Adjunct, underemployed, and otheremployed professors have it tough. You’ve put in a lot of years into studying and want all your effort–and family sacrifices–to mean something. You make far less than you are worth, and it’s demoralizing and scary. (For earlier posts on this general topic, see here, here, here, here, and here.)
You also have something that many of the “conventionally-employed” do not have:
You have a far greater degree of freedom of thought and expression because you are not as beholden to institutional evangelicalism.
I don’t say that lightly, having been among the ranks of the underemployed for a period of time. But it is precisely that experience–along with conferring with wise people over the years and watching what is happening around me–that brings me to this conclusion.
I am convinced that the present state of the “evangelical/fundamentalist experiment” is highly unstable for various intellectual and social reasons, and the pressing impetus for change from within is self-evident and not going away. There are simply too many on the inside who are calling for a re-examination of evangelical thinking and demanding that once-settled issues be opened up afresh.
For these types of conversation to gain traction and have an effect, I am convinced the driving force needs to come from
(1) those whose main income stream does not depend on institutional evangelicalism, and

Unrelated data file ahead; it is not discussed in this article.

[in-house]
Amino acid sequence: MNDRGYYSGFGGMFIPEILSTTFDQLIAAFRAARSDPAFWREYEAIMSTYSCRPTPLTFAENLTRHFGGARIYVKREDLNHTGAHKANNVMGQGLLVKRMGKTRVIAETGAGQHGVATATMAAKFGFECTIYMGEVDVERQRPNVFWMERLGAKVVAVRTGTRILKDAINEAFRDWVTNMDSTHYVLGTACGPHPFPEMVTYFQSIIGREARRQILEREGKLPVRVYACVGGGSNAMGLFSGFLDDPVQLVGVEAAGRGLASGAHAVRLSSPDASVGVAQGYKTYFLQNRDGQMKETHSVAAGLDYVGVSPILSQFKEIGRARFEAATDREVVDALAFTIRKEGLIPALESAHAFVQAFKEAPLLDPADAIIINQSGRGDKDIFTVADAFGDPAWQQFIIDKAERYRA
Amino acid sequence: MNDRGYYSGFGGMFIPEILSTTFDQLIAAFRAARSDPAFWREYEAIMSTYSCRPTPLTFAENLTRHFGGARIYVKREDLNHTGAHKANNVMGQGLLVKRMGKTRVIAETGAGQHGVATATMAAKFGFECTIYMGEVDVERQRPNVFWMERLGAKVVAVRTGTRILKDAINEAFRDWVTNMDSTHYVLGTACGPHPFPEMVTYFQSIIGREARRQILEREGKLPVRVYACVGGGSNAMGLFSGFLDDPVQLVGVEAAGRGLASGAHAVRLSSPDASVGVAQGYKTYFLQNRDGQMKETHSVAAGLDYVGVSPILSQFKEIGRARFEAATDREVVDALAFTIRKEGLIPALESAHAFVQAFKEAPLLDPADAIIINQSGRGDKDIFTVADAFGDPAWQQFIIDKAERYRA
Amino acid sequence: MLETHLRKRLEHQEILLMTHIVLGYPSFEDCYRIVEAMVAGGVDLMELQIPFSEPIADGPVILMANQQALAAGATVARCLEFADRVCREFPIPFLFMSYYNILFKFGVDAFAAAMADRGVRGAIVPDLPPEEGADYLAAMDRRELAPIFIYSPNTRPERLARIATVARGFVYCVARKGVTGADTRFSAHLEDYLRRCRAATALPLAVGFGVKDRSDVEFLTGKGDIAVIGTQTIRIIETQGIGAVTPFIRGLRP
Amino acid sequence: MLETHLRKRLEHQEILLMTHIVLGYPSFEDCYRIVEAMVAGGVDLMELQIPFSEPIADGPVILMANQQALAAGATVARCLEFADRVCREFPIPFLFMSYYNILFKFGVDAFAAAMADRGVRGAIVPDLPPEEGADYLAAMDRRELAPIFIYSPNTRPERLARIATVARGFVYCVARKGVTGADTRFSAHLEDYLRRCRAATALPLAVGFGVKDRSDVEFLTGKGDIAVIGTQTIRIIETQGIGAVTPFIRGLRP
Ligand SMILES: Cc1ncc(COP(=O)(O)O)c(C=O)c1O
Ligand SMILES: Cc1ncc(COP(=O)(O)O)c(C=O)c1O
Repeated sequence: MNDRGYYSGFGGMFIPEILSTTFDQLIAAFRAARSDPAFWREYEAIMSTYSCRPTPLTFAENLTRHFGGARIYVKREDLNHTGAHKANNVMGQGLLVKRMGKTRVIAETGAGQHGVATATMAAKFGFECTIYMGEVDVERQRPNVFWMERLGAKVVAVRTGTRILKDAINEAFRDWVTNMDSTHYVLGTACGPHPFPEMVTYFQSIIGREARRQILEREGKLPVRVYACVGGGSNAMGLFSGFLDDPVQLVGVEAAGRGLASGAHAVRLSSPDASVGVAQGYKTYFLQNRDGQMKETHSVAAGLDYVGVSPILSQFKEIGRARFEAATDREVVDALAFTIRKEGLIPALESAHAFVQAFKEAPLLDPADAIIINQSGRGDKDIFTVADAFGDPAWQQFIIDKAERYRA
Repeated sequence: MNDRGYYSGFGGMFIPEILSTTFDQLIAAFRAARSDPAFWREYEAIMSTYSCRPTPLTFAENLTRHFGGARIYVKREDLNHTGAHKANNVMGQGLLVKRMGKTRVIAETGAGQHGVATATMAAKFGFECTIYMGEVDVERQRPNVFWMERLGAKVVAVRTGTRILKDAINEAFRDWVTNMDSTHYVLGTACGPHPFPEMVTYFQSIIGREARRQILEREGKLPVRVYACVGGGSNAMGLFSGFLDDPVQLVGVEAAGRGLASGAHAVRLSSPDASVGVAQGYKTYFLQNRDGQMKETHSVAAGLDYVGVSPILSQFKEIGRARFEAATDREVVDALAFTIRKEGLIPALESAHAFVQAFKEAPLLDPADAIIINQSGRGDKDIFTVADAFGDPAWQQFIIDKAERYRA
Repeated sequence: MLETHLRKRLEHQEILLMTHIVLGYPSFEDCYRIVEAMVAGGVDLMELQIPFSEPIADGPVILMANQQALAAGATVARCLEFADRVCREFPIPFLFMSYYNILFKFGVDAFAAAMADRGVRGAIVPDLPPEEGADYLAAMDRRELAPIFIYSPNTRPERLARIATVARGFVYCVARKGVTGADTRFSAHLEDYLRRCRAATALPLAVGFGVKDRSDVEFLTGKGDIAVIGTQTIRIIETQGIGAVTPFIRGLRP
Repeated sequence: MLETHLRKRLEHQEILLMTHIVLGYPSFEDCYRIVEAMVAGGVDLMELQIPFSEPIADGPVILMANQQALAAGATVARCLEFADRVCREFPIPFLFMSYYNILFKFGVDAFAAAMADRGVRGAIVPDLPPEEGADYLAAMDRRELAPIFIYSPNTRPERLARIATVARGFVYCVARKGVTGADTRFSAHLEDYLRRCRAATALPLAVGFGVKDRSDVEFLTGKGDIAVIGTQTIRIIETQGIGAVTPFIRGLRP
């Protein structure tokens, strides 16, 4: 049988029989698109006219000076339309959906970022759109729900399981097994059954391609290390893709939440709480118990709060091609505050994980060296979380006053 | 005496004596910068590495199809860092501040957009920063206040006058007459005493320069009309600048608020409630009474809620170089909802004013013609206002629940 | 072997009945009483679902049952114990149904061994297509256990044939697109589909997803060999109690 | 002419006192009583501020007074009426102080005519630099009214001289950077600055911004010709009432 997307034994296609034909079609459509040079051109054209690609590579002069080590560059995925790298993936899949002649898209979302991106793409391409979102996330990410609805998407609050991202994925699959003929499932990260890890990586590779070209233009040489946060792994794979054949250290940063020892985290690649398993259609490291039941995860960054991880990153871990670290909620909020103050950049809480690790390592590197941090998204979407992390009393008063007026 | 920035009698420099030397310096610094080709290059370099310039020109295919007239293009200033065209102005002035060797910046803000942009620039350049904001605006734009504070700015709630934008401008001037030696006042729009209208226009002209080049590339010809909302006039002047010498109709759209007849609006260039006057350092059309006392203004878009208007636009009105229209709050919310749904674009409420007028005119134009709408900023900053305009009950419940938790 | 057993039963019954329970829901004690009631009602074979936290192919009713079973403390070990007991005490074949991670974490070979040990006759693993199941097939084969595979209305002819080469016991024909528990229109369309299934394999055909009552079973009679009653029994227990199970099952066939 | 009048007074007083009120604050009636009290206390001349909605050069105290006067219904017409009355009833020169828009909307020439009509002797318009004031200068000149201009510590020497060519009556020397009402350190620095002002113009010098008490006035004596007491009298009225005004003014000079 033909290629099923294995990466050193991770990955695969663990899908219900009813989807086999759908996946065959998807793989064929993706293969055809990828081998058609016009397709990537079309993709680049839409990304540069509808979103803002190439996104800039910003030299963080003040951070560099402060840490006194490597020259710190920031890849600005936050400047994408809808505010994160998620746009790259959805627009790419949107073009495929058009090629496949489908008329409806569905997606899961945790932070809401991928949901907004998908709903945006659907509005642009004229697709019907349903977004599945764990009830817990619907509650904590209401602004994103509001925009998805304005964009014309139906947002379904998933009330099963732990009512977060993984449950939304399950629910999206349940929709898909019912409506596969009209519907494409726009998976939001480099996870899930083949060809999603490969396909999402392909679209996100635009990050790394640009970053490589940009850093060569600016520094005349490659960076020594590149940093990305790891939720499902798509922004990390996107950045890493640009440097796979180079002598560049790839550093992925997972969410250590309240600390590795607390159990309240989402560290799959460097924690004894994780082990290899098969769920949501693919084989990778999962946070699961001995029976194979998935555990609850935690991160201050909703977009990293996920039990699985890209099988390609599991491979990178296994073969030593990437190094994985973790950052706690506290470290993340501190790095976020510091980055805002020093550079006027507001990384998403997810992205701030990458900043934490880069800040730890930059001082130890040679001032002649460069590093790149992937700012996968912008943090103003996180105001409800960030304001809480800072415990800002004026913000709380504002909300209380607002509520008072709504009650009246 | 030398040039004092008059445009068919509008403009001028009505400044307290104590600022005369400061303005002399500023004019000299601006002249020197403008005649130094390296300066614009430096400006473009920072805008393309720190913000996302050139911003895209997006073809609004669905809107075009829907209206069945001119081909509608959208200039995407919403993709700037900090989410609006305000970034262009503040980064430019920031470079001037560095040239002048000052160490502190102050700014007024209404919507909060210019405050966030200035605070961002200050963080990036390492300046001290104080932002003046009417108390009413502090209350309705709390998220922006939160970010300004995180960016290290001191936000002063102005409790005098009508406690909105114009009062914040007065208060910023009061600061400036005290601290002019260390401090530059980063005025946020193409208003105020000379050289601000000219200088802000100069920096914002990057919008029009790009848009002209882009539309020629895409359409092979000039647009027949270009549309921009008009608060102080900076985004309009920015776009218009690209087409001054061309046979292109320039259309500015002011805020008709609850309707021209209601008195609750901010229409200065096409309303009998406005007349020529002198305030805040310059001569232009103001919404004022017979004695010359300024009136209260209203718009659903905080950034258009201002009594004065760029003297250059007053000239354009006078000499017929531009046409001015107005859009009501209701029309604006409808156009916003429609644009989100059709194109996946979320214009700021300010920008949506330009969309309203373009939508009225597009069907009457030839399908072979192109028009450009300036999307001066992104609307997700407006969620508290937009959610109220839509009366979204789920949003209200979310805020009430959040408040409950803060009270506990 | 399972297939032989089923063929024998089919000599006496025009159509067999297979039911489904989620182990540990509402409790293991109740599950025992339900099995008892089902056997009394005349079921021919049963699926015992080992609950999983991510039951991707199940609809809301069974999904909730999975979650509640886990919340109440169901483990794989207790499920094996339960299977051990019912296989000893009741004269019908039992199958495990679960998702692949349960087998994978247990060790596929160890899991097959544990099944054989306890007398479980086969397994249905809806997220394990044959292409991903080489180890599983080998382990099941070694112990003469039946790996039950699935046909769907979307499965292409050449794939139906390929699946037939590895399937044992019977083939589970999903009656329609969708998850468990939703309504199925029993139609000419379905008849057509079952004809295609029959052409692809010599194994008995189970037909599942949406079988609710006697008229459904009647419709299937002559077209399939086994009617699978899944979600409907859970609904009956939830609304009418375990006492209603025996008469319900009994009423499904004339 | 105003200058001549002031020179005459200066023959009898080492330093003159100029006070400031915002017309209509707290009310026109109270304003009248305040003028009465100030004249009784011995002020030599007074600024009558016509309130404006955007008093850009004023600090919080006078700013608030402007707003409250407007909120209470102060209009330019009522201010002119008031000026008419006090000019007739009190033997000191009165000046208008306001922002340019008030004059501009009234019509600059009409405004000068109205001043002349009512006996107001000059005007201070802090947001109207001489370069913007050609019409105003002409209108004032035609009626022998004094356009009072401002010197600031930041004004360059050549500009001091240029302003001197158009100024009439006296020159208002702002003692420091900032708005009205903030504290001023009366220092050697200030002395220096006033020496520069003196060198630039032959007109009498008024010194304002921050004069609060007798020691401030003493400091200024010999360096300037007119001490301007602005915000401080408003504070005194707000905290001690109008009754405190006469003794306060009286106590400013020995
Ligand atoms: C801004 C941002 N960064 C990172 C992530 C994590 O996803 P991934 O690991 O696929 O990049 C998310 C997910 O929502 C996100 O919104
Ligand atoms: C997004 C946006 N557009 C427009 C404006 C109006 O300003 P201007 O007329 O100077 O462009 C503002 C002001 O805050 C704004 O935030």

(2) those who have the intellectual chops to pull it off.
I’m not demonizing institutional evangelicalism across the board. But even the best of them have realities to deal with that go beyond the luxury of supporting thought experiments, what-if thinking, and other sorts of boundary-pushing postures that destabilize tradition but are sorely needed. Institutions have–understandably–constituencies to appease, bills to pay, and paychecks to deliver to hard working people. That’s just a fact.
And this is exactly why change will more likely come from deep and competent thinkers, educators, and communicators, whose paychecks are not (wholly) dependent upon a system where self-preservation is a driving factor but where reform is needed.
Practically speaking, as I see it–and again, I don’t say this lightly– gifted and trained academics may have to think in terms of multiple income streams, where a significant portion, if not all, of their total income comes from outside of institutional evangelicalism.
Of course, income is a main stressor in all this, and I understand the pressures. I was underemployed in academia for about 3 1/2 years, and for part of that time I had to think very creatively about how to generate multiple income streams. It wasn’t easy.
How each one of you addresses the financial realities of being academically underemployed can’t be scripted. Working that out is an emotional and spiritual journey. But that’s another topic for another day. My point today is more focused.
I am trying hard not to sound like a motivational speaker or like I’m trying sell you a timeshare at a weekend retreat, but I truly think you have a unique opportunity to make the kind of difference that is needed and that others can’t as easily take part in .
You are the ones who are in the best position to carve out a new “academic model,” one that may have to by-passes institutional evangelicalism (and its gatekeepers) almost entirely and appeal directly to the grassroots.
You have the freedom to be part of building the future by not being tied to structures of the past.